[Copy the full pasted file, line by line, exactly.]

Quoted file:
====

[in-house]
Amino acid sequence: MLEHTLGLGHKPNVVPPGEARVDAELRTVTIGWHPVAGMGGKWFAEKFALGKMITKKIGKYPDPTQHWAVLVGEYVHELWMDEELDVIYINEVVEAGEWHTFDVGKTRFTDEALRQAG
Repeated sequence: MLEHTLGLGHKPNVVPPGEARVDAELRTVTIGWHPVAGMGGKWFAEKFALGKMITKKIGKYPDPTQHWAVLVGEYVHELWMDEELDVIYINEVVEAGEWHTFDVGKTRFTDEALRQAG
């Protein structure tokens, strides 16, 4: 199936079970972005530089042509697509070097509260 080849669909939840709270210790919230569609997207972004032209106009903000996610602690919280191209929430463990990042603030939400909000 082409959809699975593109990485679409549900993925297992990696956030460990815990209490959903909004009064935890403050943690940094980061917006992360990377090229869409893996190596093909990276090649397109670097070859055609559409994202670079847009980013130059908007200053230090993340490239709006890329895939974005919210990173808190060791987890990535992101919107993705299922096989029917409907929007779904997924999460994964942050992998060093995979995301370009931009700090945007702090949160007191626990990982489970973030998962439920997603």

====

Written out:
[in-house]
Amino acid sequence: MLEHTLGLGHKPNVVPPGEARVDAELRTVTIGWHPVAGMGGKWFAEKFALGKMITKKIGKYPDPTQHWAVLVGEYVHELWMDEELDVIYINEVVEAGEWHTFDVGKTRFTDEALRQAG
Repeated sequence: MLEHTLGLGHKPNVVPPGEARVDAELRTVTIGWHPVAGMGGKWFAEKFALGKMITKKIGKYPDPTQHWAVLVGEYVHELWMDEELDVIYINEVVEAGEWHTFDVGKTRFTDEALRQAG
């Protein structure tokens, strides 16, 4: 199936079970972005530089042509697509070097509260 080849669909939840709270210790919230569609997207972004032209106009903000996610602690919280191209929430463990990042603030939400909000 082409959809699975593109990485679409549900993925297992990696956030460990815990209490959903909004009064935890403050943690940094980061917006992360990377090229869409893996190596093909990276090649397109670097070859055609559409994202670079847009980013130059908007200053230090993340490239709006890329895939974005919210990173808190060791987890990535992101919107993705299922096989029917409907929007779904997924999460994964942050992998060093995979995301370009931009700090945007702090949160007191626990990982489970973030998962439920997603």